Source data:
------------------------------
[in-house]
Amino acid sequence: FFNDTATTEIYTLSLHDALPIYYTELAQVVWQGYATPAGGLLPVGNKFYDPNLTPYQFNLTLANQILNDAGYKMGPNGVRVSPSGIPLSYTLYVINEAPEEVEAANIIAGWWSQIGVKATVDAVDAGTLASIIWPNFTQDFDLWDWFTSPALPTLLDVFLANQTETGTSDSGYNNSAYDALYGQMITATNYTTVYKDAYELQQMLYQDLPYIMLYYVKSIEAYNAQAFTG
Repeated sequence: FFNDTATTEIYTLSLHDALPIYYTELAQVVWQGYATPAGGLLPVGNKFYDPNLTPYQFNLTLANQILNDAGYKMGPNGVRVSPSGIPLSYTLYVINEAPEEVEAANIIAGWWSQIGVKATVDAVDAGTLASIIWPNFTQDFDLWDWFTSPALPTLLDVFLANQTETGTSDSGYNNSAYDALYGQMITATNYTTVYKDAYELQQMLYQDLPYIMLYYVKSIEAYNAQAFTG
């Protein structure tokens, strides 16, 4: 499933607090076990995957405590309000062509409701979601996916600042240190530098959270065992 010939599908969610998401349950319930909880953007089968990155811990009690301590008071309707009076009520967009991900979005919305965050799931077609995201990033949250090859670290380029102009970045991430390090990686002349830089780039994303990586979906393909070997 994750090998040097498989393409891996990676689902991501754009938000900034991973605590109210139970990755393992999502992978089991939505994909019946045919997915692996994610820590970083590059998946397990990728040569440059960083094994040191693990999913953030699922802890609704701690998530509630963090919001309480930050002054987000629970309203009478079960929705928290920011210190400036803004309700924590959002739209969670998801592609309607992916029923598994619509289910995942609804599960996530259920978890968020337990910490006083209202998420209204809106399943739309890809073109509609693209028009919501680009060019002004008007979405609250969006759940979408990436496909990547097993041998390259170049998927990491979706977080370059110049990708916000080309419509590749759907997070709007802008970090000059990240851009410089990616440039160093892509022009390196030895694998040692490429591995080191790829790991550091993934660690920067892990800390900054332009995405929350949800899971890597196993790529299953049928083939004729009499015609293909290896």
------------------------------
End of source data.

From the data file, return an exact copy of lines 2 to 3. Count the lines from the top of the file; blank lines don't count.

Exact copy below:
Amino acid sequence: FFNDTATTEIYTLSLHDALPIYYTELAQVVWQGYATPAGGLLPVGNKFYDPNLTPYQFNLTLANQILNDAGYKMGPNGVRVSPSGIPLSYTLYVINEAPEEVEAANIIAGWWSQIGVKATVDAVDAGTLASIIWPNFTQDFDLWDWFTSPALPTLLDVFLANQTETGTSDSGYNNSAYDALYGQMITATNYTTVYKDAYELQQMLYQDLPYIMLYYVKSIEAYNAQAFTG
Repeated sequence: FFNDTATTEIYTLSLHDALPIYYTELAQVVWQGYATPAGGLLPVGNKFYDPNLTPYQFNLTLANQILNDAGYKMGPNGVRVSPSGIPLSYTLYVINEAPEEVEAANIIAGWWSQIGVKATVDAVDAGTLASIIWPNFTQDFDLWDWFTSPALPTLLDVFLANQTETGTSDSGYNNSAYDALYGQMITATNYTTVYKDAYELQQMLYQDLPYIMLYYVKSIEAYNAQAFTG